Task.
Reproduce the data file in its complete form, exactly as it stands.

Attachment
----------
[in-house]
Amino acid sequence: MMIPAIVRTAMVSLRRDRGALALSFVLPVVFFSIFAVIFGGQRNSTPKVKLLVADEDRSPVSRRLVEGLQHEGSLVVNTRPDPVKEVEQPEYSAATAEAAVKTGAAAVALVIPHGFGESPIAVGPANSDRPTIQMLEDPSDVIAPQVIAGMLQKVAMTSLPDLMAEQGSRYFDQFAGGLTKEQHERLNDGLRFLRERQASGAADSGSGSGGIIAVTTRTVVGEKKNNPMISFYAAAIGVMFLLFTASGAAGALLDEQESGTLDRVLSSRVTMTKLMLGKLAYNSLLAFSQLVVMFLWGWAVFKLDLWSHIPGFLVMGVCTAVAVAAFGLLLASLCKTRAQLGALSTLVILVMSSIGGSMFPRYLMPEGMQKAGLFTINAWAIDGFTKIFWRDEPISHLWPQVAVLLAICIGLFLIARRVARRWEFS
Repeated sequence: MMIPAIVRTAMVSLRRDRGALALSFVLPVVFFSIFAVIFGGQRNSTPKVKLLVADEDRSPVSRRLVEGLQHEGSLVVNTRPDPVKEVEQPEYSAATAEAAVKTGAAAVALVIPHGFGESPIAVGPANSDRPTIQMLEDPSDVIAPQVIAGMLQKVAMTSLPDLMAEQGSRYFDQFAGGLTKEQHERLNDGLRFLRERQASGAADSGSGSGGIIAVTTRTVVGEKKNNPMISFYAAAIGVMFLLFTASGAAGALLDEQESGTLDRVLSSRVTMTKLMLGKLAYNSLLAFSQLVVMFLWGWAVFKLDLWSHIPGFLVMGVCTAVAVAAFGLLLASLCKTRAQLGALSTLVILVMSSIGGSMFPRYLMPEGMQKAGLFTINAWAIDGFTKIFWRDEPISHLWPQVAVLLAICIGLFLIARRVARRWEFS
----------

[in-house]
Amino acid sequence: MMIPAIVRTAMVSLRRDRGALALSFVLPVVFFSIFAVIFGGQRNSTPKVKLLVADEDRSPVSRRLVEGLQHEGSLVVNTRPDPVKEVEQPEYSAATAEAAVKTGAAAVALVIPHGFGESPIAVGPANSDRPTIQMLEDPSDVIAPQVIAGMLQKVAMTSLPDLMAEQGSRYFDQFAGGLTKEQHERLNDGLRFLRERQASGAADSGSGSGGIIAVTTRTVVGEKKNNPMISFYAAAIGVMFLLFTASGAAGALLDEQESGTLDRVLSSRVTMTKLMLGKLAYNSLLAFSQLVVMFLWGWAVFKLDLWSHIPGFLVMGVCTAVAVAAFGLLLASLCKTRAQLGALSTLVILVMSSIGGSMFPRYLMPEGMQKAGLFTINAWAIDGFTKIFWRDEPISHLWPQVAVLLAICIGLFLIARRVARRWEFS
Repeated sequence: MMIPAIVRTAMVSLRRDRGALALSFVLPVVFFSIFAVIFGGQRNSTPKVKLLVADEDRSPVSRRLVEGLQHEGSLVVNTRPDPVKEVEQPEYSAATAEAAVKTGAAAVALVIPHGFGESPIAVGPANSDRPTIQMLEDPSDVIAPQVIAGMLQKVAMTSLPDLMAEQGSRYFDQFAGGLTKEQHERLNDGLRFLRERQASGAADSGSGSGGIIAVTTRTVVGEKKNNPMISFYAAAIGVMFLLFTASGAAGALLDEQESGTLDRVLSSRVTMTKLMLGKLAYNSLLAFSQLVVMFLWGWAVFKLDLWSHIPGFLVMGVCTAVAVAAFGLLLASLCKTRAQLGALSTLVILVMSSIGGSMFPRYLMPEGMQKAGLFTINAWAIDGFTKIFWRDEPISHLWPQVAVLLAICIGLFLIARRVARRWEFS